View new IOLmobile

Born to be a boss?

pic
By Daily Mail

London - Leaders really are born and not made, scientists say after finding a gene that influences whether someone is likely to rule or be ruled.

After analysing DNA samples from 4,000 people, the team from University College London discovered that those with the gene were up to 25 percent more likely to have a supervisory role at work.

“We have identified a genotype, called rs4950, which appears to be associated with the passing of leadership ability down through generations,” wrote lead scientist Dr Jan-Emmanuel De Neve, in the journal Leadership Quarterly.

However, he said that with half the population possessing the gene, experience and environment still played a greater role in gaining a high-flying job.

Researchers warned that companies could one day run genetic tests on job applicants to assess leadership potential. “We should seriously consider extending current protections against genetic discrimination from health care to employment,” said the report.

The team analysed two large US health studies - the National Longitudinal Study of Adolescent Health and the Framingham Heart Study – for its research.

Some of the greatest leaders in recent history include Martin Luther King, Gandhi, Nelson Mandela and Sir Winston Churchill.

But leaders do not necessarily have to be heroic or good.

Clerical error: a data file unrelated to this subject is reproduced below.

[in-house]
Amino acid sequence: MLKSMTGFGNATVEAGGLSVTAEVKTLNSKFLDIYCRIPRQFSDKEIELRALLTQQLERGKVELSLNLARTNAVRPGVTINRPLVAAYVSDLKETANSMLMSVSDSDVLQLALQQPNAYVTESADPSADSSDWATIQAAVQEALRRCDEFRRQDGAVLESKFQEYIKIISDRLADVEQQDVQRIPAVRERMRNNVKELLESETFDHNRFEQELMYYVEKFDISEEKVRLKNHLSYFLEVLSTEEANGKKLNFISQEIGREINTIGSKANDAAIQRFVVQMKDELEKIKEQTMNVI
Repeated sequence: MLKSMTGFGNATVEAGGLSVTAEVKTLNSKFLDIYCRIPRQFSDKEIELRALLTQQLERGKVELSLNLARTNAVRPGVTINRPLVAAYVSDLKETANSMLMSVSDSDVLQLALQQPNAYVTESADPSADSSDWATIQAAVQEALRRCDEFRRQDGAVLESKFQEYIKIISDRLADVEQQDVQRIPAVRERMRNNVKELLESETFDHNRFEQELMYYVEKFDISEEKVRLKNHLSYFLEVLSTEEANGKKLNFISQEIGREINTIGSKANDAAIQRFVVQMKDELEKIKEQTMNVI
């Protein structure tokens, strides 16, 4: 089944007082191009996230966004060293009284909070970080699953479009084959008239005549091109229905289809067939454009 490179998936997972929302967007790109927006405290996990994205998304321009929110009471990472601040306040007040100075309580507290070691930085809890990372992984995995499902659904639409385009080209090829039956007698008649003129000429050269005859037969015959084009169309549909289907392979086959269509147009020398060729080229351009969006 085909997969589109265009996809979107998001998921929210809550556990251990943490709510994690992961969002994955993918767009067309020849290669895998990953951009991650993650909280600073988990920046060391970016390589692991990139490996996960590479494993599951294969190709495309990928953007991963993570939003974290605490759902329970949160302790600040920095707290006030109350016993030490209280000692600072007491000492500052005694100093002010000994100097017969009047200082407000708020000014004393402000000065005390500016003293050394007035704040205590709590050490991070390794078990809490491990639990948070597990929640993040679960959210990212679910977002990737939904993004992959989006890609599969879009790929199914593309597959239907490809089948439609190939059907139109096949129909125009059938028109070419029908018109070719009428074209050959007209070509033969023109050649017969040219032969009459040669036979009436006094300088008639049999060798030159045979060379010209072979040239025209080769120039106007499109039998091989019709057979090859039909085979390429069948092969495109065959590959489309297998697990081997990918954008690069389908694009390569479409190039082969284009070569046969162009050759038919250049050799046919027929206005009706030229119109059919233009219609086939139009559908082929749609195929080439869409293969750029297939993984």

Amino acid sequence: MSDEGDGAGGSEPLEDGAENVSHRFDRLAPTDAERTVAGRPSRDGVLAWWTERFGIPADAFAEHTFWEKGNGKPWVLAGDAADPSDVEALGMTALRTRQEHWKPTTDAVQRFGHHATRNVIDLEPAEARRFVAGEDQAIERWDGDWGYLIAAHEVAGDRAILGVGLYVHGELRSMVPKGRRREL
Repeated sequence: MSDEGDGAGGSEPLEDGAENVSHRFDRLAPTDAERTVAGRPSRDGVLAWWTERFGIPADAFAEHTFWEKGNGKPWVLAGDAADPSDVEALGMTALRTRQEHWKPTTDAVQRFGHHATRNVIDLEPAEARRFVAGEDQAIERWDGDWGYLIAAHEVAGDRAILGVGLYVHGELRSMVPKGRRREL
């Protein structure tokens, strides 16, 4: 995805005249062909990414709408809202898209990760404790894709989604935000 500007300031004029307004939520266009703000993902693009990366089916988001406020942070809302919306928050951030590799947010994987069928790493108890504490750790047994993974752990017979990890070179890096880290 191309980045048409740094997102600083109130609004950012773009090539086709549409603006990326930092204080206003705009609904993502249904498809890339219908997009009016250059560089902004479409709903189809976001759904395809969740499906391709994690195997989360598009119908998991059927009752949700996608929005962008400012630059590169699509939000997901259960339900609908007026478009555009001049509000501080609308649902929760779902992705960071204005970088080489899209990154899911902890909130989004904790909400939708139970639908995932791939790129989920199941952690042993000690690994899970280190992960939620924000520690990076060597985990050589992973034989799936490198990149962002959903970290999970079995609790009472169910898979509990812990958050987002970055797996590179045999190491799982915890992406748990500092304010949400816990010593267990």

Adolf Hitler, Joseph Stalin and Genghis Khan were also great leaders in their own way.

The new research suggests at least the possibility that some of these historic figures were blessed with the leadership gene.

Dr De neve added: “As recently as last August, Professor John Antonakis, who is known for his work on leadership, posed the question: 'is there a specific leadership gene?'

“This study allows us to answer yes - to an extent.

“Although leadership should still be thought of predominantly as a skill to be developed, genetics - in particular the rs4950 genotype - can also play a significant role in predicting who is more likely to occupy leadership roles.”

More research was needed to understand the ways in which rs4950 interacted with other factors, such as a child learning environment, he added. - Daily Mail

To the top

©Independent Online   Terms |  Feedback